Dance act LCD Soundsystem, country musician Chris Stapleton and singer Lauryn Hill will headline this year’s LouFest, set for Sept. 10 and 11 in Forest Park.
Other scheduled performers for St. Louis’ largest music festival include local acts Illphonics, Bruiser Queen, Karate Bikini, Sleepy Rubies, Foxing and John Henry.
For Bruiser Queen drummer Jason Potter, the festival is a huge opportunity. He and his band mate Morgan Nusbaum have wanted to perform at LouFest for years.
“Getting to run around and play in Forest Park is just one of the most unique experiences you can basically have in St. Louis,” Potter said. “Loufest being such a big deal and such an awesome crowd to play in front of is something we’ve been working on for quite some time.”
The seventh annual festival will feature two days of music. Organizers say there will be improved food offerings, an enlarged LouKidz area, and more extensive beer tastings. Last year, an estimated 50,000 people attended the festival, up from 36,000 people in 2014, promoters said.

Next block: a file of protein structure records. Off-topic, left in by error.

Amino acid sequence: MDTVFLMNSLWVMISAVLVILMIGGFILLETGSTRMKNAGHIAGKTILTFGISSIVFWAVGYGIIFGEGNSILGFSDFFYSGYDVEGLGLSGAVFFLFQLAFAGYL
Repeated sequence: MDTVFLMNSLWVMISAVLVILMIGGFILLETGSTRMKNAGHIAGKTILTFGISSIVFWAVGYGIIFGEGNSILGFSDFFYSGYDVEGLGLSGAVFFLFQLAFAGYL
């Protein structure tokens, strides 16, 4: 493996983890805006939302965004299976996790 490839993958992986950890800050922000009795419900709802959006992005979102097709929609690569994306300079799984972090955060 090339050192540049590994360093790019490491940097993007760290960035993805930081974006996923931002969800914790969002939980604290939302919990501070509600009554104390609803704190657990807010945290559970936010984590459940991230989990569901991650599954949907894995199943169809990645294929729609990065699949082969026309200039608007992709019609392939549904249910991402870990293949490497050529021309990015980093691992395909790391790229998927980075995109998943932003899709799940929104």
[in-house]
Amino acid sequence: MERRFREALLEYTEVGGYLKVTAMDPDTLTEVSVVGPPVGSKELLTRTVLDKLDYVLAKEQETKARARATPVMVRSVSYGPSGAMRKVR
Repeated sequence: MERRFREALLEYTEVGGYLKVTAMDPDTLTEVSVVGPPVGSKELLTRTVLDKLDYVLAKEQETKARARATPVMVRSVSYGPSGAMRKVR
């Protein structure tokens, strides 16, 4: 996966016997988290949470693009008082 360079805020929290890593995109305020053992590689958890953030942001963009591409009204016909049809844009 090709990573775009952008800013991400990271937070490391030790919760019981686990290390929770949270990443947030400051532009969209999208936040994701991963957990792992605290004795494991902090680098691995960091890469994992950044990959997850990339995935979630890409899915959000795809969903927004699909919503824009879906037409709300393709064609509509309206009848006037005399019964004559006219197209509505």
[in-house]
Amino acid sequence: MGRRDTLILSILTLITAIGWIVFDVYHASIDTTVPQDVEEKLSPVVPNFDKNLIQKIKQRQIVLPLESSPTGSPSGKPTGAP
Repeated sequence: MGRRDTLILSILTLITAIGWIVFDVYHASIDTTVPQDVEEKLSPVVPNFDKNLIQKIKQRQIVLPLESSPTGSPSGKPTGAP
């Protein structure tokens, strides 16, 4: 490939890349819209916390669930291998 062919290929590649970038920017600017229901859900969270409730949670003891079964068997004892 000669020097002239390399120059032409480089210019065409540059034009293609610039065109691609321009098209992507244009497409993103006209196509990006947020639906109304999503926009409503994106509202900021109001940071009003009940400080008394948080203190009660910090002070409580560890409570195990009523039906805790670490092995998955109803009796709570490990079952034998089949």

This year’s event will be the first LouFest since founder Brian Cohen quit the organization. Cohen, who founded the organization in 2010, announced his departure early this year. He has since co-founded the Murmuration Festival, an innovation festival that also will include music. It takes place in late September.
For many in St. Louis Loufest is still the big ticket. Illphonics vocalist Larry “Fallout” Morris said the event provides an opportunity for the band’s members to broaden their fan base, even in their hometown.
“Even though we’ve grown here in St. Louis, there are still people that don’t know us, so this is our introduction to them,” Morris said. “You know a big stage requires a big show and that’s what we plan on putting on.
The concert’s been criticized for not including enough local acts on the bill. So this year organizers attempted to include more local acts.
“We’ve definitely made a concerted effort to showcase this amazing homegrown talent,” Rich Toma, a partner with Listen Live Entertainment, said in a press release. “It’s no secret that St. Louis has a nationally recognized music scene with many emerging and established artists representing a wide range of genres.”
The festival also has been criticized for not providing enough top talent or including diverse performers. Perhaps to answer such critiques, the festival’s lineup this year swings from pop to hip-hop and includes hallowed bluesman Buddy Guy, New Orleans institution the Preservation Hall Jazz Band, indie act Frightened Rabbit and soul group Charles Bradley and His Extraordinaires.
For the full lineup, visit the LouFest website.